Warning: Cybercriminals have more weapons with AI

Artificial intelligence has changed the threat landscape, enabling new cybersecurity risks for health systems: more sophisticated social engineering, automated vulnerability intelligence gathering, endpoint detection evasion and more.
By Andrea Fox
10:38 AM

Photo: Artem Podrez/Pexels

New research monitoring the progress and implementation of large language models and generative artificial intelligence offers a warning for healthcare IT security teams to adjust their detection and response priorities.


With innovation, sensitive data being shared with artificial intelligence requires organizations to jump on the new cybersecurity challenges, according to researchers at Trustwave SpiderLabs.

While many are making use of the huge benefits posed by AI and machine learning models for an array of clinical and operational use cases, healthcare organizations also need to be educated about – and vigilant against – the cybersecurity threats AI can pose.

To increase the speed of incident response and enable more efficient threat detection, Trustwave recommends hospitals and health systems transform security operation centers so they are not outgunned by cyber-gangs near and far.

"Failing to do so is like bringing a knife to a gunfight," said a representative from Avertium, a Phoenix-based cybersecurity vendor, in an email to Healthcare IT News.

In Trustwave's recent report, the firm provides an analysis of attack flows specific to the healthcare sector.

With more than 28.5 million healthcare records breached in 2022 – a significant increase from 21.1 million in 2019, according to the U.S. Department of Health and Human Services – it behooves cybersecurity teams to stay in the know on AI developments within a healthcare organization.

The Cybersecurity in the Healthcare Industry report offers information about their health-sector research, attack-vector flow diagrams and mitigation measures.

Phishing, which is still the most commonly exploited method for gaining an initial foothold in an organization, according to the report, has had a significant assist from the expanded use of LLM technologies, such as GPT-4, that make it easier for bad actors to create highly personalized and targeted messages that are more compelling and harder to detect.

"Over the last year our team flagged both Emotet and Qakbot as the most common trend amongst phishing attacks targeting healthcare organizations," the Trustwave researchers said.

"Based on observations to date, Trustwave sees the primary areas of concern are the increased speed and quality that phishing emails can be drafted and exploit code can be enhanced."

Generative AI can eliminate the grammatical and spelling errors that can help make phishing scams and malicious emails tougher for employees to recognize attempts, and could result in a higher likelihood that a bad actor can breach a health system's network infrastructure.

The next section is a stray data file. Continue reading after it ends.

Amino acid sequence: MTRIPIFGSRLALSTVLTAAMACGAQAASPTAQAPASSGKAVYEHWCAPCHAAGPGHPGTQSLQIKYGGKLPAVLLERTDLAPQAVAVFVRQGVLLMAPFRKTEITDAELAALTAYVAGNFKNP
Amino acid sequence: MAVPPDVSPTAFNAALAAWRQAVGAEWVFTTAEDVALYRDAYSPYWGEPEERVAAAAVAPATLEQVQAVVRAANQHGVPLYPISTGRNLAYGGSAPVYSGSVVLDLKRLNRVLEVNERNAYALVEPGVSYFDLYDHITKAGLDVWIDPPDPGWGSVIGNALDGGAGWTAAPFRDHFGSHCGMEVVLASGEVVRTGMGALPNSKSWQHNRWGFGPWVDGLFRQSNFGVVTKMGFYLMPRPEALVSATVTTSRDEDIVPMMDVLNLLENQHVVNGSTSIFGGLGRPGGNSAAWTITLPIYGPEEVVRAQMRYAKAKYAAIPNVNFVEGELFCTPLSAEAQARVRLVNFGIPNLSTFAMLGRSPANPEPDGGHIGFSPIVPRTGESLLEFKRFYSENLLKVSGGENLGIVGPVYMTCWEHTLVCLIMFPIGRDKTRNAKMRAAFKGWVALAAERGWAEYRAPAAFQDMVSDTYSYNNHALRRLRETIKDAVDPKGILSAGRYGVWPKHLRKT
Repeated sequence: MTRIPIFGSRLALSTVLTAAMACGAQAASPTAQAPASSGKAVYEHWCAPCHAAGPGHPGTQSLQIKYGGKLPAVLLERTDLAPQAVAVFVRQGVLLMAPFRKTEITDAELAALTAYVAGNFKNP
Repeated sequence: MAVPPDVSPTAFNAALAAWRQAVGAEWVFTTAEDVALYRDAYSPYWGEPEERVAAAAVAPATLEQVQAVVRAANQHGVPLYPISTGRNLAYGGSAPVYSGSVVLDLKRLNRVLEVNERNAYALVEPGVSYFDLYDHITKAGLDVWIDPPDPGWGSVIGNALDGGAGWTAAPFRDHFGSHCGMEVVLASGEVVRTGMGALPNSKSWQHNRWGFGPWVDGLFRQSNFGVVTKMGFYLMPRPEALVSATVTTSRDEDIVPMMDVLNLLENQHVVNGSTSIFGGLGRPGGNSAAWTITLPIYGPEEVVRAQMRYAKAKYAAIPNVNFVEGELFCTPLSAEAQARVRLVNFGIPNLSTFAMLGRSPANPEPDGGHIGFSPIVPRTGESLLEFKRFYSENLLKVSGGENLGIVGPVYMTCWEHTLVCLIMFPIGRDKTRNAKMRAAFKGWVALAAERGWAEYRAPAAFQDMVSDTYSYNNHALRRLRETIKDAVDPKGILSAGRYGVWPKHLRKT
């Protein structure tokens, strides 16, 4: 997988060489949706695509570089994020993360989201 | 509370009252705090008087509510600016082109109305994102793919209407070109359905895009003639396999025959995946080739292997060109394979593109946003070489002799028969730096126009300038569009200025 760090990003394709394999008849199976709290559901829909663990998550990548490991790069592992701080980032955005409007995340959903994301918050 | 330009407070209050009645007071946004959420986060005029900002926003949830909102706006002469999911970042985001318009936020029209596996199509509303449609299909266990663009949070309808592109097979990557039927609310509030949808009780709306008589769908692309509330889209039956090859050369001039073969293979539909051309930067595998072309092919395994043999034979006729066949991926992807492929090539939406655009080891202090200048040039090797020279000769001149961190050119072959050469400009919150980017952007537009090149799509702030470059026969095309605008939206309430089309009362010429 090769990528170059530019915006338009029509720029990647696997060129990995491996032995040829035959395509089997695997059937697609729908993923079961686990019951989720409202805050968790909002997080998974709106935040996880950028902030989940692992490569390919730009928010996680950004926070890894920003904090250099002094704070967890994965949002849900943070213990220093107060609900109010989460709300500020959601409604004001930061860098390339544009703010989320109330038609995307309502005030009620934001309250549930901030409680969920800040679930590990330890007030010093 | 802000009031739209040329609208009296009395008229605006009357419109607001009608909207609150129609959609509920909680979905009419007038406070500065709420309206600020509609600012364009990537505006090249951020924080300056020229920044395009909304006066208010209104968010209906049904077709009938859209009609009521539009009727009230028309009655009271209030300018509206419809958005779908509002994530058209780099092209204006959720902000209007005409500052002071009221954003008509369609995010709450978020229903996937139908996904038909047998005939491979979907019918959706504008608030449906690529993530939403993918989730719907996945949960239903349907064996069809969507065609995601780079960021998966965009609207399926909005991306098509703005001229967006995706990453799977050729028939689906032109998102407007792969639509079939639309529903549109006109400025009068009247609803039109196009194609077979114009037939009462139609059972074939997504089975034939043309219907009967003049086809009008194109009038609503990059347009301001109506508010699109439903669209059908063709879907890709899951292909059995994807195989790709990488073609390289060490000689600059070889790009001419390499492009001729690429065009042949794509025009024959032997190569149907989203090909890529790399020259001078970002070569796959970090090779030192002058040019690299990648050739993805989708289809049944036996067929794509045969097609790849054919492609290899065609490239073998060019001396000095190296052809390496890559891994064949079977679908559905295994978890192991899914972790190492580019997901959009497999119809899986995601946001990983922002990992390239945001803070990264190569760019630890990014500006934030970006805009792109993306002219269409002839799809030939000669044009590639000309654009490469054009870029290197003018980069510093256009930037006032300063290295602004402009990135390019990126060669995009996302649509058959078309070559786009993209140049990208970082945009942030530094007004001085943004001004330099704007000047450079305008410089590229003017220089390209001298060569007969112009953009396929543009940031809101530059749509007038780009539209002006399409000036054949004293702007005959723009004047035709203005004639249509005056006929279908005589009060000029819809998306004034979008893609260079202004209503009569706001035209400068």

Trustwave said that a common lure in phishing emails is impersonating a medical device and medical equipment quote and payment processing communication. 

Coupled with lots of endpoints – there's more third-party vendors and Internet of Things devices in healthcare than ever – the vulnerability of the industry's infrastructure is generally much higher.

The report also addresses other common threat tactics, exploitations of vulnerabilities and existing tools, stolen web shells, malware and more. 


Organizations need to balance AI and automation innovations with improved cyber readiness.

Recently, 11 million HCA healthcare patients in the United States had their data exposed in a breach of the provider's network infrastructure. 

"This appears to be a theft from an external storage location exclusively used to automate the formatting of email messages," HCA officials said in a recent announcement about the apparent data theft. 

The health system, like so many others, is prioritizing its digital transformation efforts in ways that make it a shinier target for those that see the opportunities AI provides to attack critical infrastructure like healthcare.

AI can help healthcare move faster in its transformation, according to Tom Lawry, author and managing director of Second Century Technology, who hosted a panel on driving healthcare AI at scale at HIMSS23.

Albert Marinez, chief analytics officer at Intermountain Healthcare, said that health system is using AI to better understand patient flows and discharge barriers, because it is an opportunity.

Save the organization $15-$20 million.


"Consider instituting an internal AI Infosec working group across relevant teams – like legal, privacy, IT, etc. – to deal with governance and data sharing guidelines," said Trustwave researchers in their report.

Andrea Fox is senior editor of Healthcare IT News.
Email: afox@himss.org

Healthcare IT News is a HIMSS Media publication.

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